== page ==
Supply vs. Demand in Aid Transparency and Accountability

This week, the Transparency and Accountability Initiative released their new website, along with a report on transparency and accountability in development assistance. The report, entitled “Donor aid: new frontiers in Transparency and Accountability,” assesses progress made by donors in supplying information on their development aid flows, and calls for increased “demand” for aid information on behalf of recipient governments. The breadth of the report is impressive, covering where aid transparency has been, where it is now, and where it needs to go in the future. 
 
According to the report, a lack of transparency and accountability causes three types of problems: efficiency (funds get lost through corruption and inefficiency), effectiveness (donors can’t coordinate, recipients can’t plan ahead, and beneficiaries can’t give feedback), and empowerment (intended beneficiaries can’t play a role in the development process). These problems are well-known, and donors and international initiatives have tried to tackle them since the 2005 Paris High-Level Forum on Aid Effectiveness. 
 
But progress has been slow, says the report, due to the lack of coordination between the “supply” and “demand” sides of aid information. Whereas donors have increasingly taken the initiative to supply aid information, there are few forums that bring together actors from both the North and the South to independently evaluate donors based on the data they provide. “Transparency is ultimately about relationships,” says the report. Donors can provide as much aid data as they see fit, “but effective transparency also requires demand, in the form of effective CSOs, parliaments, researchers etc. making use of the information provided” (p. 15). Claudia Schwegmann reinforces this point in a recent blog post on the failure of transparency in farm subsidies to convert into policy change.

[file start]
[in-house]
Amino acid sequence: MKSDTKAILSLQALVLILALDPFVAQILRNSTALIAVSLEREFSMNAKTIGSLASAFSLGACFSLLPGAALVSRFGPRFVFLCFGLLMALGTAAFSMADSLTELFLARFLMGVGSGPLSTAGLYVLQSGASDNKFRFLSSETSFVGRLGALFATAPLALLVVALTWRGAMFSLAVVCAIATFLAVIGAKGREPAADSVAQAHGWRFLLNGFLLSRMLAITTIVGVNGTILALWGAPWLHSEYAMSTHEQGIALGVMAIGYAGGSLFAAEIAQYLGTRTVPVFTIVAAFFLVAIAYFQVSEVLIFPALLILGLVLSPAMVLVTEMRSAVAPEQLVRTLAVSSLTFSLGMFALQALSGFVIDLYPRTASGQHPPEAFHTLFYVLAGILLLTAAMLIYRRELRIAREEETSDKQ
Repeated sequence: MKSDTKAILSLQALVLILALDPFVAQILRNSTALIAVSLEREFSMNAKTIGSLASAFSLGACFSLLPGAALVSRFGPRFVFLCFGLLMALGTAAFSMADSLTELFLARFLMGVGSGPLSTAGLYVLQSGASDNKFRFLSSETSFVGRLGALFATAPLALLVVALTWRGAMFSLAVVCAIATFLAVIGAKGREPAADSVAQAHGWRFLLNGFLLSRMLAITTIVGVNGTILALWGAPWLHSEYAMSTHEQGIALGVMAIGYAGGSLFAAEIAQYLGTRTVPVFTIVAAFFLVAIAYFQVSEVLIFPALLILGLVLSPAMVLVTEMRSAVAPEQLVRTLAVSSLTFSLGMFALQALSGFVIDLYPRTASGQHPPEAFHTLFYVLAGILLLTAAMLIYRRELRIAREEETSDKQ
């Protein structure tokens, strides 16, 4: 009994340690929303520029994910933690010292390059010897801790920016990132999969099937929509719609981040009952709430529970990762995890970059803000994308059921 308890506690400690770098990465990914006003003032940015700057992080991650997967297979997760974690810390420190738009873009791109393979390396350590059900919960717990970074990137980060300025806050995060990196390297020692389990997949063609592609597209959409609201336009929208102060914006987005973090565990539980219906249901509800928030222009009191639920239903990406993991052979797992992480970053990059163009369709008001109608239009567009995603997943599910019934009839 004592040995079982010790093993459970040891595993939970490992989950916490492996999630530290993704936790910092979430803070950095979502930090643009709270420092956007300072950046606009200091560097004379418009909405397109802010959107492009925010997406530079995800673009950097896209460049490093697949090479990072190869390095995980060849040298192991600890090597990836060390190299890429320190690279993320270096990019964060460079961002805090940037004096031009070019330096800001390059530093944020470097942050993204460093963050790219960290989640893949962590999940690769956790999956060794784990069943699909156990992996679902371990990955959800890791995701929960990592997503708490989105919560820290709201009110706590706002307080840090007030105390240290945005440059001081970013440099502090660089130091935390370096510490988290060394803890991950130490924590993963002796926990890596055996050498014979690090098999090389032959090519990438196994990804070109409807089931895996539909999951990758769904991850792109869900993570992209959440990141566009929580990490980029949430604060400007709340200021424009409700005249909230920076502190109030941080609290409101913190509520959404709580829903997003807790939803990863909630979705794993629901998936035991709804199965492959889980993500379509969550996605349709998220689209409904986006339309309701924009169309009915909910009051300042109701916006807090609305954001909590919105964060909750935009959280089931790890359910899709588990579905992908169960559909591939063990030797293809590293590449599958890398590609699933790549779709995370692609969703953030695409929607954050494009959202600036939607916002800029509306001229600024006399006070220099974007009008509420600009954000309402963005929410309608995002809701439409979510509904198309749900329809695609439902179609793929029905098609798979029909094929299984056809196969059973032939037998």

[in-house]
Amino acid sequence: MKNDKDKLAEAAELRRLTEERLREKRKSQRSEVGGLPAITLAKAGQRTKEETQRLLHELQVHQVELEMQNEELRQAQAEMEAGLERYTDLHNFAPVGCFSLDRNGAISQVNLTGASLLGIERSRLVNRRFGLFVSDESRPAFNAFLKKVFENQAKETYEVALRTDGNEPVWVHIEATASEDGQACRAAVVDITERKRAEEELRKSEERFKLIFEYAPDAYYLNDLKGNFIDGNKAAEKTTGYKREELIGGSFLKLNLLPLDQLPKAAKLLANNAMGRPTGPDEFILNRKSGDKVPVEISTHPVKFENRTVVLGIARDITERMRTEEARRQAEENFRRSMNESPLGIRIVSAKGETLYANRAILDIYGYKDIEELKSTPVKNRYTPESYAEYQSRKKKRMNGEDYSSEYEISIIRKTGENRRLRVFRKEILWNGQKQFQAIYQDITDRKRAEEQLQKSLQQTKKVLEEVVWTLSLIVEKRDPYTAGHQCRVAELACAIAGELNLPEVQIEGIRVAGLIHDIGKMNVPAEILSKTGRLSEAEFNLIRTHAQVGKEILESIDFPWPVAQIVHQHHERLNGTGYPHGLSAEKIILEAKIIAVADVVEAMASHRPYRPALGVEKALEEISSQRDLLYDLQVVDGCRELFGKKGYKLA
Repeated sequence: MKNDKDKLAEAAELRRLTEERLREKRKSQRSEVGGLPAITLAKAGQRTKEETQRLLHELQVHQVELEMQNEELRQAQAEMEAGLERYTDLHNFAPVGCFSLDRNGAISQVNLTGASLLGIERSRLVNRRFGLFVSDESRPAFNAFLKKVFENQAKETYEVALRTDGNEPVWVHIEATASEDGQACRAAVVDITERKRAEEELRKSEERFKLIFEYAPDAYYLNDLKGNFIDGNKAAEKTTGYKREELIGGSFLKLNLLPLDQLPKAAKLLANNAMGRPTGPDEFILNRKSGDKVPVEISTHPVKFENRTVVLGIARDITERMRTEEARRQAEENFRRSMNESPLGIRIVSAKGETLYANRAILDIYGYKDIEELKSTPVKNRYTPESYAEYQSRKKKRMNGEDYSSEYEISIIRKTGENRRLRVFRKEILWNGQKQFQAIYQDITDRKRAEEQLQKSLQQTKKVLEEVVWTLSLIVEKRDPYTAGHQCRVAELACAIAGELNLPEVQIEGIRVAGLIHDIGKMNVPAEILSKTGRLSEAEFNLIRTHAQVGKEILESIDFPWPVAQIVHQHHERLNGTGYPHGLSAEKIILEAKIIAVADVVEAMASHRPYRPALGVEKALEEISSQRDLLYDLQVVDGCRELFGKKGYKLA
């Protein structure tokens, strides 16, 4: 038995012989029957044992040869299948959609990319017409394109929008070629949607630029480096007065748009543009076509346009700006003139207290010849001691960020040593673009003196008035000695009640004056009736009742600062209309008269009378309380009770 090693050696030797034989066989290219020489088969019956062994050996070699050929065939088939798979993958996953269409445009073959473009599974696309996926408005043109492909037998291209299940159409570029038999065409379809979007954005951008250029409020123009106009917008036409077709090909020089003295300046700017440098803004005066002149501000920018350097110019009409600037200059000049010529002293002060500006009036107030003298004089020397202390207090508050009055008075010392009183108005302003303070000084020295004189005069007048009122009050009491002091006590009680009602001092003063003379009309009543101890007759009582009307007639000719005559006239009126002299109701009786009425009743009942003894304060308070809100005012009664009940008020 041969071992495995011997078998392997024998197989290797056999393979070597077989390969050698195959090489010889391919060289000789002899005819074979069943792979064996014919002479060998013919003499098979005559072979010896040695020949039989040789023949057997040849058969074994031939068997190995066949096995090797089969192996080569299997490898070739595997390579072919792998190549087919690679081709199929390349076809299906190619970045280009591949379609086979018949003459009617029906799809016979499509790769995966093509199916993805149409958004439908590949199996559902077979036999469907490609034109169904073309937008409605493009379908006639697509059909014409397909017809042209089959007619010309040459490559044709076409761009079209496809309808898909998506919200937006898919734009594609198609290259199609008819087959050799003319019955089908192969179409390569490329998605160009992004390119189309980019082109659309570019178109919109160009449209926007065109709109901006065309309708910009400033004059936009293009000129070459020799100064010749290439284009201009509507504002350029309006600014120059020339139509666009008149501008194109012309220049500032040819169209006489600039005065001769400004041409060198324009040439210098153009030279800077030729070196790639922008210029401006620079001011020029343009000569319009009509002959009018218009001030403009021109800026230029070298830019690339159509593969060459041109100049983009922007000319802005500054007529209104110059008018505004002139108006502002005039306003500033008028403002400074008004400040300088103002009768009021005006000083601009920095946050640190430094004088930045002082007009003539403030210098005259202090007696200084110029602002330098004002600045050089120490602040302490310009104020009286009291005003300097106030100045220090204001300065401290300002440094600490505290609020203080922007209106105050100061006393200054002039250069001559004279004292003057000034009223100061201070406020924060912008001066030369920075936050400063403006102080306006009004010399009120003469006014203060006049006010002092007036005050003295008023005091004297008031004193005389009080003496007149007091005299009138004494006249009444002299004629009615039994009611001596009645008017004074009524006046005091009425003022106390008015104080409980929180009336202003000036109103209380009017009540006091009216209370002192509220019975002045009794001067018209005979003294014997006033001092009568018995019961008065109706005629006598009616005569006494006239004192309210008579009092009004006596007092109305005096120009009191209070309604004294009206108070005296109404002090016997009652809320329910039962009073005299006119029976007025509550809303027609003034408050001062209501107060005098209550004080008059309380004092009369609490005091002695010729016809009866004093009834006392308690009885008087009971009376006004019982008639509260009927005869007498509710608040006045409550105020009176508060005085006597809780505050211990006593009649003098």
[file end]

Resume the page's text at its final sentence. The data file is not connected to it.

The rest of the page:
According to the report, this is why initiatives like Reality of Aid (ROA) are so important – they use published aid information to assess donor performance (see, for example, ROA’s annual report). Linking supply and demand for aid information is also AidData’s primary motivation for creating the Development Loop application, a prototype tool that provides community beneficiaries a convenient way to give direct feedback on development aid projects. 
 
But, as the report emphasizes, there are still many missing pieces, including civil society initiatives, particularly in the South, that know how to use open data to their advantage and governing bodies that take feedback seriously. According to Schwegmann, only a fraction of any population will be interested in providing feedback on open data, which requires significant time and energy. Any feedback given needs to be efficient and understandable, and it needs to reach decision-makers who are incentivized to take action. Crowdsourcing platforms like Ushahidi are a great way to collect and aggregate information, but policy-makers need to be receptive to the data they receive – they need to institutionalize feedback in their policy-making procedures. 
 
It is important to recognize the significant constraints that donors face in making their data public, which the report carefully outlines on pages 25-26. But the International Aid Transparency Initiative (IATI) offers real hope for concrete progress on these issues. Because IATI has incorporated input from donor agencies, recipient governments, civil society organizations, foundations, and research initiatives, its aid reporting standard appeals to a multi-stakeholder base. With a common standard for aid information reporting that is useful for all types of end users, paired with timely, comprehensive data from donors, we may eventually see a stronger connection between the “supply” of transparency and the “demand” for accountability.